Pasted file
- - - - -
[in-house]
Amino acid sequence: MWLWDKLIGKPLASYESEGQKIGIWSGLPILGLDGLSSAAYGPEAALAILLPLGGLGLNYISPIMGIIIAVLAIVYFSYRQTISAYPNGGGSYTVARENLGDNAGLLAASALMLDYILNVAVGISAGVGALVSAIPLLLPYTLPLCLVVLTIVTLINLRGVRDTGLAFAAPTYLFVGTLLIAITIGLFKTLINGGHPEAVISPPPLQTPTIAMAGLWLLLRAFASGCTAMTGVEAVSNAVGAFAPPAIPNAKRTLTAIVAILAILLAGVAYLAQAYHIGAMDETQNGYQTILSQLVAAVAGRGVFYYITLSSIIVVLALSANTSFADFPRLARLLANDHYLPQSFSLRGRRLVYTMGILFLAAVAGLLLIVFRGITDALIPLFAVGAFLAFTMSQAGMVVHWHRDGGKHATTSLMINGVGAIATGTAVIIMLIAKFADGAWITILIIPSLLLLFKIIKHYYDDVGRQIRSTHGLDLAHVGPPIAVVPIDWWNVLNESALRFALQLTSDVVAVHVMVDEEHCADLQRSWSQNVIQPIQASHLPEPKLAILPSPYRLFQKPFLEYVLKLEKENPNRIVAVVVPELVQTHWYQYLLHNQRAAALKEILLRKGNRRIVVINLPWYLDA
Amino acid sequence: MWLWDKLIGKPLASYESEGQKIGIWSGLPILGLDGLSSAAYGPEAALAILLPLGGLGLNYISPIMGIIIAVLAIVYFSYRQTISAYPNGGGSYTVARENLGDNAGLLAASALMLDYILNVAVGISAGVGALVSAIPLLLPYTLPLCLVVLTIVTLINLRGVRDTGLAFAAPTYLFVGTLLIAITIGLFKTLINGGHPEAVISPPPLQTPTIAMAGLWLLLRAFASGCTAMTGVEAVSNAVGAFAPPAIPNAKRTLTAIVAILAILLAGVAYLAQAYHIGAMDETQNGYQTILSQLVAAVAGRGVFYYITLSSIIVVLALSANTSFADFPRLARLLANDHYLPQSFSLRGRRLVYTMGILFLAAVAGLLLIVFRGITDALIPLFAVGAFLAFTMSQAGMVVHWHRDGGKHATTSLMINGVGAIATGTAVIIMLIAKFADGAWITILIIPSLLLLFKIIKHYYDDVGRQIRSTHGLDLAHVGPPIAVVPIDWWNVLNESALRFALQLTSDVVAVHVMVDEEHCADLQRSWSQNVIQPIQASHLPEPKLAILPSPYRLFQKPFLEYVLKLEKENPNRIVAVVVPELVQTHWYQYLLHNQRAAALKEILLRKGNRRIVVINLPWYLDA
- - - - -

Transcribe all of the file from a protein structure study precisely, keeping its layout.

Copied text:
[in-house]
Amino acid sequence: MWLWDKLIGKPLASYESEGQKIGIWSGLPILGLDGLSSAAYGPEAALAILLPLGGLGLNYISPIMGIIIAVLAIVYFSYRQTISAYPNGGGSYTVARENLGDNAGLLAASALMLDYILNVAVGISAGVGALVSAIPLLLPYTLPLCLVVLTIVTLINLRGVRDTGLAFAAPTYLFVGTLLIAITIGLFKTLINGGHPEAVISPPPLQTPTIAMAGLWLLLRAFASGCTAMTGVEAVSNAVGAFAPPAIPNAKRTLTAIVAILAILLAGVAYLAQAYHIGAMDETQNGYQTILSQLVAAVAGRGVFYYITLSSIIVVLALSANTSFADFPRLARLLANDHYLPQSFSLRGRRLVYTMGILFLAAVAGLLLIVFRGITDALIPLFAVGAFLAFTMSQAGMVVHWHRDGGKHATTSLMINGVGAIATGTAVIIMLIAKFADGAWITILIIPSLLLLFKIIKHYYDDVGRQIRSTHGLDLAHVGPPIAVVPIDWWNVLNESALRFALQLTSDVVAVHVMVDEEHCADLQRSWSQNVIQPIQASHLPEPKLAILPSPYRLFQKPFLEYVLKLEKENPNRIVAVVVPELVQTHWYQYLLHNQRAAALKEILLRKGNRRIVVINLPWYLDA
Amino acid sequence: MWLWDKLIGKPLASYESEGQKIGIWSGLPILGLDGLSSAAYGPEAALAILLPLGGLGLNYISPIMGIIIAVLAIVYFSYRQTISAYPNGGGSYTVARENLGDNAGLLAASALMLDYILNVAVGISAGVGALVSAIPLLLPYTLPLCLVVLTIVTLINLRGVRDTGLAFAAPTYLFVGTLLIAITIGLFKTLINGGHPEAVISPPPLQTPTIAMAGLWLLLRAFASGCTAMTGVEAVSNAVGAFAPPAIPNAKRTLTAIVAILAILLAGVAYLAQAYHIGAMDETQNGYQTILSQLVAAVAGRGVFYYITLSSIIVVLALSANTSFADFPRLARLLANDHYLPQSFSLRGRRLVYTMGILFLAAVAGLLLIVFRGITDALIPLFAVGAFLAFTMSQAGMVVHWHRDGGKHATTSLMINGVGAIATGTAVIIMLIAKFADGAWITILIIPSLLLLFKIIKHYYDDVGRQIRSTHGLDLAHVGPPIAVVPIDWWNVLNESALRFALQLTSDVVAVHVMVDEEHCADLQRSWSQNVIQPIQASHLPEPKLAILPSPYRLFQKPFLEYVLKLEKENPNRIVAVVVPELVQTHWYQYLLHNQRAAALKEILLRKGNRRIVVINLPWYLDA